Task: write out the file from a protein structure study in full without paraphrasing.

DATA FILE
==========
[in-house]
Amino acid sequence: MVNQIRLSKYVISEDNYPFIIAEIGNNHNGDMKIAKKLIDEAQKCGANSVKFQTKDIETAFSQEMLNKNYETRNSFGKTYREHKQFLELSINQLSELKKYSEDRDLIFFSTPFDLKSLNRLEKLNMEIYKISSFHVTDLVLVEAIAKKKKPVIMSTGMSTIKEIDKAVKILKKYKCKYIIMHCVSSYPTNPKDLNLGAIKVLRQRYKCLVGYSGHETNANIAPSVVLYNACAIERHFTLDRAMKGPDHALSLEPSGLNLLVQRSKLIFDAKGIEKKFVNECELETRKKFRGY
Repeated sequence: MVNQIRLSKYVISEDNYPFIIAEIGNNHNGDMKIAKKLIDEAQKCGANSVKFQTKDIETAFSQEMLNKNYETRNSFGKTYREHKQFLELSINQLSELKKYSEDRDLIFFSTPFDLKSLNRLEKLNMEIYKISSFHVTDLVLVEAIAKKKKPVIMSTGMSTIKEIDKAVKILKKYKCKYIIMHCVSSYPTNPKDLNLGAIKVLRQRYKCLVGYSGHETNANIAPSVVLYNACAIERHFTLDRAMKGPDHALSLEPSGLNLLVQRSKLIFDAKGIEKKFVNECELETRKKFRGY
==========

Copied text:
[in-house]
Amino acid sequence: MVNQIRLSKYVISEDNYPFIIAEIGNNHNGDMKIAKKLIDEAQKCGANSVKFQTKDIETAFSQEMLNKNYETRNSFGKTYREHKQFLELSINQLSELKKYSEDRDLIFFSTPFDLKSLNRLEKLNMEIYKISSFHVTDLVLVEAIAKKKKPVIMSTGMSTIKEIDKAVKILKKYKCKYIIMHCVSSYPTNPKDLNLGAIKVLRQRYKCLVGYSGHETNANIAPSVVLYNACAIERHFTLDRAMKGPDHALSLEPSGLNLLVQRSKLIFDAKGIEKKFVNECELETRKKFRGY
Repeated sequence: MVNQIRLSKYVISEDNYPFIIAEIGNNHNGDMKIAKKLIDEAQKCGANSVKFQTKDIETAFSQEMLNKNYETRNSFGKTYREHKQFLELSINQLSELKKYSEDRDLIFFSTPFDLKSLNRLEKLNMEIYKISSFHVTDLVLVEAIAKKKKPVIMSTGMSTIKEIDKAVKILKKYKCKYIIMHCVSSYPTNPKDLNLGAIKVLRQRYKCLVGYSGHETNANIAPSVVLYNACAIERHFTLDRAMKGPDHALSLEPSGLNLLVQRSKLIFDAKGIEKKFVNECELETRKKFRGY